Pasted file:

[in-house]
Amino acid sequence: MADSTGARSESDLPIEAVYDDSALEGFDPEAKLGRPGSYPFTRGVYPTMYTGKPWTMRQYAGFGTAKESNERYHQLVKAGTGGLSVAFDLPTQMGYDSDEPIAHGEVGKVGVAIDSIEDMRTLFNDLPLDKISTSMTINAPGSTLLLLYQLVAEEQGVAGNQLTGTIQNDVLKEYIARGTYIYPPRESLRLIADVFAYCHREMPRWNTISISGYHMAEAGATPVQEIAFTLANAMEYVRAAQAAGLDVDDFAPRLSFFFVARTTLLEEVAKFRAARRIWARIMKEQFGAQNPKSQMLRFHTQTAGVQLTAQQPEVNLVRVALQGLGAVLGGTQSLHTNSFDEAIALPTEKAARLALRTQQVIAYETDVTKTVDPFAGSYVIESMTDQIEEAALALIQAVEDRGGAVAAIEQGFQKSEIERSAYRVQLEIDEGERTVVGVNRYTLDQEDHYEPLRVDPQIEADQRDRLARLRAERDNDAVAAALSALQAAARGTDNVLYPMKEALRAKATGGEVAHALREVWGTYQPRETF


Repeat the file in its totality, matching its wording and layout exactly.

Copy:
[in-house]
Amino acid sequence: MADSTGARSESDLPIEAVYDDSALEGFDPEAKLGRPGSYPFTRGVYPTMYTGKPWTMRQYAGFGTAKESNERYHQLVKAGTGGLSVAFDLPTQMGYDSDEPIAHGEVGKVGVAIDSIEDMRTLFNDLPLDKISTSMTINAPGSTLLLLYQLVAEEQGVAGNQLTGTIQNDVLKEYIARGTYIYPPRESLRLIADVFAYCHREMPRWNTISISGYHMAEAGATPVQEIAFTLANAMEYVRAAQAAGLDVDDFAPRLSFFFVARTTLLEEVAKFRAARRIWARIMKEQFGAQNPKSQMLRFHTQTAGVQLTAQQPEVNLVRVALQGLGAVLGGTQSLHTNSFDEAIALPTEKAARLALRTQQVIAYETDVTKTVDPFAGSYVIESMTDQIEEAALALIQAVEDRGGAVAAIEQGFQKSEIERSAYRVQLEIDEGERTVVGVNRYTLDQEDHYEPLRVDPQIEADQRDRLARLRAERDNDAVAAALSALQAAARGTDNVLYPMKEALRAKATGGEVAHALREVWGTYQPRETF